California PUC Used Public Money To Block San Onofre Investigation
Court documents released this week indicate the California Public Utilities Commission used public money to try to block search warrants in an investigation into possible collusion with Southern California Edison over the premature closure of San Onofre Nuclear Generating Station.
It’s another twist in the ongoing legal battle over a settlement that requires ratepayers, rather than investors, to pay the bulk of the cost of the closure of the plant.
A Los Angeles Superior Court judge released hundreds of pages of court documents Monday related to investigations by the state Attorney General’s office into how the San Onofre settlement was reached. Under the settlement, ratepayers must cover $3.3 billion, and further investigation was halted into who was to blame for the radiation leak that caused the plant to be permanently shut down in 2013.
Evidence has already emerged that CPUC President Michael Peevey met secretly with SCE executive Stephen Pickett at a hotel in Poland in March 2013, and agreed on the terms of the settlement that was publicly announced in April 2014.
Attorney Maria Severson, who represents a utility customer, says the CPUC agreed to cooperate with the investigations, but the newly released documents show the CPUC repeatedly resisted complying with search warrants.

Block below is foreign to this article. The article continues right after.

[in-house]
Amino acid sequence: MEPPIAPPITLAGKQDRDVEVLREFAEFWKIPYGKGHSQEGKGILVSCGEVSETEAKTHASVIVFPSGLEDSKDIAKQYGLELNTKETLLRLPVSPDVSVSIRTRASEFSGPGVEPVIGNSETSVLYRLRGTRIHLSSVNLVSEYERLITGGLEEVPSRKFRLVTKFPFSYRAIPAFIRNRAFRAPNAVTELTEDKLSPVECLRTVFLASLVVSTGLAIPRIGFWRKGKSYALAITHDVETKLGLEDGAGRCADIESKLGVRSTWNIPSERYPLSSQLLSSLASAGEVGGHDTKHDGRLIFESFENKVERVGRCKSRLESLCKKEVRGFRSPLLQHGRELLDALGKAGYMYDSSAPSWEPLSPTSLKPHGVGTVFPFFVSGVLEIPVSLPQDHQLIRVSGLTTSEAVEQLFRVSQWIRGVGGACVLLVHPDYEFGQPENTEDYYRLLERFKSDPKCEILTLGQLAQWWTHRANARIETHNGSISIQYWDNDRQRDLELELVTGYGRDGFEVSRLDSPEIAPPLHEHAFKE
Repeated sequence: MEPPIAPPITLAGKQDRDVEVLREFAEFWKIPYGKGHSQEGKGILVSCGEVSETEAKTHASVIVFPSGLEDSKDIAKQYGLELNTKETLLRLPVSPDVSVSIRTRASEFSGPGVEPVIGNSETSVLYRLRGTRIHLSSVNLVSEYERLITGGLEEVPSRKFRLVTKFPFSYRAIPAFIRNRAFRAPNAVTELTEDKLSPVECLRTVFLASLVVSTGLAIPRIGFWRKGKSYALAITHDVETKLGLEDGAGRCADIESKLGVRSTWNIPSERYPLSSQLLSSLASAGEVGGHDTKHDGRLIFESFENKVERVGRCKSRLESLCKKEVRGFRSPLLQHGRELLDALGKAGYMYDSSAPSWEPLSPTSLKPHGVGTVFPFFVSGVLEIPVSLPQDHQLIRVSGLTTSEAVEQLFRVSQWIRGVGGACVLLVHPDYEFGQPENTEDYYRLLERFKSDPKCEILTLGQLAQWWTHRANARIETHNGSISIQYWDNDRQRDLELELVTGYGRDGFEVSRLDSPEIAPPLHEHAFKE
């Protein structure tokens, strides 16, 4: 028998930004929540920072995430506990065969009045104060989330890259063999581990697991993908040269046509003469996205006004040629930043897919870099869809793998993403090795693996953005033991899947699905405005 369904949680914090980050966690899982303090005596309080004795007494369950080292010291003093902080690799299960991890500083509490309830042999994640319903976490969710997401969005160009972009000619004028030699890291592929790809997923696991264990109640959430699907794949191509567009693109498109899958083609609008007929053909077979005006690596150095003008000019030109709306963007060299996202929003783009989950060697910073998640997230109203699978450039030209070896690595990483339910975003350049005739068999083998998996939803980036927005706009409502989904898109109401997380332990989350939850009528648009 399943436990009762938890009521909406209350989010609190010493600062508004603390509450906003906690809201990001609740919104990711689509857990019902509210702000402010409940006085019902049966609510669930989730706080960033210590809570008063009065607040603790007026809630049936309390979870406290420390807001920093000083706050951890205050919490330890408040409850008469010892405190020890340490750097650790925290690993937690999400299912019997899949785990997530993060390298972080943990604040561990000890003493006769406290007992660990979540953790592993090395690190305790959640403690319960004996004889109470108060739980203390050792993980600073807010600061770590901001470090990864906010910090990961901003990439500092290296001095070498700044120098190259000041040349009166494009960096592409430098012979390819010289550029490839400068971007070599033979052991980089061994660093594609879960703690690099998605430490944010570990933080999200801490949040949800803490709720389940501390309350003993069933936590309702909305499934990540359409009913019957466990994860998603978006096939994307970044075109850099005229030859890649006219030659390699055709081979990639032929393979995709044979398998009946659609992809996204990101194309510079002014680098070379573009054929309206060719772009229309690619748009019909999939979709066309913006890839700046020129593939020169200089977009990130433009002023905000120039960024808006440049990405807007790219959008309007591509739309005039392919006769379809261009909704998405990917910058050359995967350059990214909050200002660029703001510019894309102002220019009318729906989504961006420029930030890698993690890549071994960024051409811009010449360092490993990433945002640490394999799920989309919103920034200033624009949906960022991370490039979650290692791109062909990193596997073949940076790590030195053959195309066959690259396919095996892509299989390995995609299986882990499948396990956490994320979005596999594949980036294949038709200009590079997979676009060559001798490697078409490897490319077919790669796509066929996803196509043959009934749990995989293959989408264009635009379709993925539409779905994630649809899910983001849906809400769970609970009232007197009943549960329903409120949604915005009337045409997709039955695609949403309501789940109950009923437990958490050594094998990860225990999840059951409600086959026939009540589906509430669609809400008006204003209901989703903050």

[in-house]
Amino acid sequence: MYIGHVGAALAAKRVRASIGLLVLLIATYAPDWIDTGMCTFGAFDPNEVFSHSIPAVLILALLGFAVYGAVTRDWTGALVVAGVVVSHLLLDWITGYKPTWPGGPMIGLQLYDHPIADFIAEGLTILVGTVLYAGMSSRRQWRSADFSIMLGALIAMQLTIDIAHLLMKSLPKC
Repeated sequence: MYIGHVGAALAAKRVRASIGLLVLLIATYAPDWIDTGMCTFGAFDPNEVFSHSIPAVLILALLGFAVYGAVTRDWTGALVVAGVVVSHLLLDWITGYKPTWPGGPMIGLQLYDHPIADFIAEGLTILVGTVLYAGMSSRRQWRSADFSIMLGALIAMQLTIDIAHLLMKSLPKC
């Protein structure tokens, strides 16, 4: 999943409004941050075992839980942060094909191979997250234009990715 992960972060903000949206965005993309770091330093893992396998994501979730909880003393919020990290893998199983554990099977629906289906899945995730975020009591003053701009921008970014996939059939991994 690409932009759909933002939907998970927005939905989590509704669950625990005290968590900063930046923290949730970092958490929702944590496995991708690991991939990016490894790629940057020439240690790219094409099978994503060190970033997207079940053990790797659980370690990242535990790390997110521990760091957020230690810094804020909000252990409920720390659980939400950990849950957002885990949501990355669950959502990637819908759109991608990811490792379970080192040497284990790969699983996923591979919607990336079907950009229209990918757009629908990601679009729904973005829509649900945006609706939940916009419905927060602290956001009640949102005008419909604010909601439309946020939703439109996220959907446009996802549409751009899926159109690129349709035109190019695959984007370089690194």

“The executive director went to the legislature and requested over $6 million on the stated basis that they would cooperate with the search warrants,” Severson said. “These records show that that money was in fact used to block compliance.”
Severson says the judge found “probable cause” to suspect felony conspiracy to obstruct justice when he issued the search warrants.
“If there’s nothing to hide, why would they spend any money fighting it?” Severson asked. “What do those records show, that they are refusing to produce?”
The CPUC issued a statement saying it has “cooperated with the Attorney General's office through every step of the investigation.” It said that “by December of 2015 the Commission had produced approximately 1 million documents in total to the Attorney General.”
The CPUC statement said the Commission has only contested search warrants it believed were obsolete or based on false premises. For example, it disputed one search warrant that referred to the meeting in Poland in 2013: “an affidavit released in support of a search warrant contained factual and legal errors. That affidavit claimed that ex parte communications were prohibited in SONGS OII when in fact they were allowed, so long as they were reported.“
“After the issues were resolved, the CPUC timely complied with the remaining document demands.”
Southern California Edison reported the meeting in Poland only after The San Diego Union-Tribune published a story on the notes from the meeting that took place nearly two years earlier.